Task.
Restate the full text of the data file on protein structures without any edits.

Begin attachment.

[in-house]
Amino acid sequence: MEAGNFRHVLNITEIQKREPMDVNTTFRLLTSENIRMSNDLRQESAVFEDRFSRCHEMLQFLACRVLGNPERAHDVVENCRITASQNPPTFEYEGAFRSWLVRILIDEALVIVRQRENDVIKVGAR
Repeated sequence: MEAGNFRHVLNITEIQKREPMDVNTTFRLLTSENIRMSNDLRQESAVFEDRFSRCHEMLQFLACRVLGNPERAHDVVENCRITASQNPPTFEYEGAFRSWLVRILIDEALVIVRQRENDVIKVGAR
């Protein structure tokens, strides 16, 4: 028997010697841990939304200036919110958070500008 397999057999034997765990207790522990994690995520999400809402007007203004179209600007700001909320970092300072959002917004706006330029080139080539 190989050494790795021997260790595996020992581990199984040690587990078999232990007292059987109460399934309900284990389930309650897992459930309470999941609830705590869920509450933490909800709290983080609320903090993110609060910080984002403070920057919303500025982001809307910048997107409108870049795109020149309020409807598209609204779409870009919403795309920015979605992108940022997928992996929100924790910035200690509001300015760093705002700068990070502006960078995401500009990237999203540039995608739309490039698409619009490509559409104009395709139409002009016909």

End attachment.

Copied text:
[in-house]
Amino acid sequence: MEAGNFRHVLNITEIQKREPMDVNTTFRLLTSENIRMSNDLRQESAVFEDRFSRCHEMLQFLACRVLGNPERAHDVVENCRITASQNPPTFEYEGAFRSWLVRILIDEALVIVRQRENDVIKVGAR
Repeated sequence: MEAGNFRHVLNITEIQKREPMDVNTTFRLLTSENIRMSNDLRQESAVFEDRFSRCHEMLQFLACRVLGNPERAHDVVENCRITASQNPPTFEYEGAFRSWLVRILIDEALVIVRQRENDVIKVGAR
């Protein structure tokens, strides 16, 4: 028997010697841990939304200036919110958070500008 397999057999034997765990207790522990994690995520999400809402007007203004179209600007700001909320970092300072959002917004706006330029080139080539 190989050494790795021997260790595996020992581990199984040690587990078999232990007292059987109460399934309900284990389930309650897992459930309470999941609830705590869920509450933490909800709290983080609320903090993110609060910080984002403070920057919303500025982001809307910048997107409108870049795109020149309020409807598209609204779409870009919403795309920015979605992108940022997928992996929100924790910035200690509001300015760093705002700068990070502006960078995401500009990237999203540039995608739309490039698409619009490509559409104009395709139409002009016909």